Thank you very much, Mr. Godfrey, and Chair. It's a pleasure to be here and to have this opportunity to address the committee.
I am here today to speak to you about the sustainability principles that are in clause 5 of Bill C-474 and about why they are a critical component of the bill.
In my role with The Natural Step I've worked with dozens of organizations that have found these principles helpful in sustainability planning, from municipalities as diverse as Whistler in B.C.; to the town of Olds in Alberta; to the Halifax Regional Municipality in Nova Scotia; to associations, small businesses, and community service organizations, such as the Santropol Roulant in Montreal; and to large corporations such as Alcan, The Co-operators, and Nike.
In each of these organizations and communities I've witnessed first-hand the power of having a rigorous set of scientific sustainability principles that act as a compass to provide direction and structure for sustainability change initiatives.
So I want to address three things in my remarks this afternoon: first, where do the principles come from?; second, why are they important generally?; and third, why are they important specifically for this bill?
Before I begin, though, I want to emphasize the essence of my presentation; that is, if we're going to be strategic about sustainability, we need to know where we're headed. We need to know what success is in terms of sustainability.
Let me start with where the principles come from. In the late 1980s, frustrated by seemingly endless public debates about matters of health and the environment, a network of leading Swedish scientists from a variety of disciplines, led by a cancer researcher, Dr. Karl-Henrik Robèrt, engaged in a process of trying to articulate a scientific consensus about the requirements for a sustainable society. Rather than debating each of the requirements in detail, they sought a principle-based definition that was broad enough in scope to encompass all the details with a full systems view. They began by focusing on what they could agree on, rather than what they disagreed about.
After more than twenty iterations of the document, the scientists achieved a consensus, and their findings were endorsed by the King of Sweden. They were mailed out to every Swedish household and incorporated into the curriculum of every Swedish school. The not-for-profit organization called The Natural Step, which I'm involved with, emerged as a vehicle to disseminate this material and to work with governments and businesses to incorporate it into their planning and decision-making.
Since then, the scientific work of that first network of scientists has been scrutinized and elaborated upon by a much larger international network of scientists and published in scientific peer-reviewed journals. The sustainability principles have been adopted by thousands of businesses, governments, and not-for-profit organizations as guiding principles for sustainability. And the process of applying them in this wide variety of organizations has helped to further develop the original material into a tangible, concrete planning framework for decision-making for sustainability.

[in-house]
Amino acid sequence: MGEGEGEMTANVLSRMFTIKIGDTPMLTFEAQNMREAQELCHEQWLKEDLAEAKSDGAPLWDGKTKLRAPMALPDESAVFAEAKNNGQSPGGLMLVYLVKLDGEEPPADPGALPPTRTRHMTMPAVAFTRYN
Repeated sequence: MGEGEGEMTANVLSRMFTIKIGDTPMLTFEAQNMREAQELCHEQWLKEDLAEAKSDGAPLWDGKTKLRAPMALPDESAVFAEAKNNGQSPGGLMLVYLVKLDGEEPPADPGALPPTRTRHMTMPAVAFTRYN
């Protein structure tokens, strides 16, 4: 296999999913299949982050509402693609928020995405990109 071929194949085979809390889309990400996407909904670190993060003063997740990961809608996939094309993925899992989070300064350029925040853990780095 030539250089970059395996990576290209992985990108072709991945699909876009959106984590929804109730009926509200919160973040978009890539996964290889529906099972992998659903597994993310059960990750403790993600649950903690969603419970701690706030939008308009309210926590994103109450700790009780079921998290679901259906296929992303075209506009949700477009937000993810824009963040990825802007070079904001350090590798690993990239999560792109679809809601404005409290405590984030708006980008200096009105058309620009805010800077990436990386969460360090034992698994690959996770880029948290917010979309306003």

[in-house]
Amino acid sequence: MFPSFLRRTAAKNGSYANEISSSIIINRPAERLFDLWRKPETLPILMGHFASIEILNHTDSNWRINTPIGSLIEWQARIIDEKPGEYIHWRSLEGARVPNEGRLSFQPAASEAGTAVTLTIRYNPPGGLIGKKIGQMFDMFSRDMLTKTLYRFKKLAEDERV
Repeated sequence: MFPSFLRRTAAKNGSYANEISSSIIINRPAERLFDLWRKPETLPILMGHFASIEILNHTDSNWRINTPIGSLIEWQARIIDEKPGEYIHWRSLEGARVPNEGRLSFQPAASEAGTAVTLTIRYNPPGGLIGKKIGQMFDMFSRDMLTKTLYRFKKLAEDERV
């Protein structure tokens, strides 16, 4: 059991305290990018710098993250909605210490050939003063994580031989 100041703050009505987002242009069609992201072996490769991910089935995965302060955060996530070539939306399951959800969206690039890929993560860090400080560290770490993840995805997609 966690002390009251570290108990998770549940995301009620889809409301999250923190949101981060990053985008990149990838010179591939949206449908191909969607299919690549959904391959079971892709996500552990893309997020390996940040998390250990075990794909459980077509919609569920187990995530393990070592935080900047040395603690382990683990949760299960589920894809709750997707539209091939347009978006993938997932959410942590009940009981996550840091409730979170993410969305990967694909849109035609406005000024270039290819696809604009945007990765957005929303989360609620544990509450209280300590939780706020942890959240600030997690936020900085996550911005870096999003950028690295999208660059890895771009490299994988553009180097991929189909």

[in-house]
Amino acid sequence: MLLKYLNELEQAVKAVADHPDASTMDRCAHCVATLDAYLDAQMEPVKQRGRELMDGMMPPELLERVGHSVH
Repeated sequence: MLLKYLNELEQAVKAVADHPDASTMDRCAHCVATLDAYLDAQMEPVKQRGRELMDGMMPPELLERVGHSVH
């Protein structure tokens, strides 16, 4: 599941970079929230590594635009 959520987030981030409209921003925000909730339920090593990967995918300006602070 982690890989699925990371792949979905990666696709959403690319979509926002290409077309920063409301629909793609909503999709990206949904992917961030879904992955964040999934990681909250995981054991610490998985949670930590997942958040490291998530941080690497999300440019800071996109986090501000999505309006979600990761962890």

What is it that the scientists agreed on? I'll spare the committee the details of the rigorous science that underlie the principles except to say that it begins with an understanding of the earth as a system and an acknowledgement of fundamental scientific laws.
By recognizing that the sustainability of life on earth is really about the capacity of natural cycles to run forever and that nature was doing just fine with that until relatively recently, the scientists identified three main ways that we as human beings in a modern industrial society disrupt natural cycles to cause the many problems that end up as headlines in our newspapers. So there are three main ways, and I'm just going to go through each of them as they relate to the three principles in clause 5.
First, we dig up substances from the earth's crust--various minerals, oil and gas, and so on--that have taken thousands or millions of years to be deposited. We then use them in our products and processes and then release them into nature. We do this at a faster rate than nature redeposits those substances back into the earth's crust. As a result, they accumulate in natural systems and eventually cause problems if their concentrations get too high. Too much carbon dioxide in the atmosphere, mercury in our fish, cadmium in our kidneys, and so on are all examples of that.
From this comes the first sustainability principle, which is mentioned in paragraph 5.(1)(a). Note that the first principle does not say that a sustainable society requires that we not use any material at all from the earth's crust. It does not say that there is no mining in a sustainable society. It does say that whatever materials we use from the earth's crust, we must use them in a way that prevents their accumulation in natural systems. This means using them efficiently and using them in products and processes where they can be recaptured and reused rather than released into the atmosphere, water, or soil.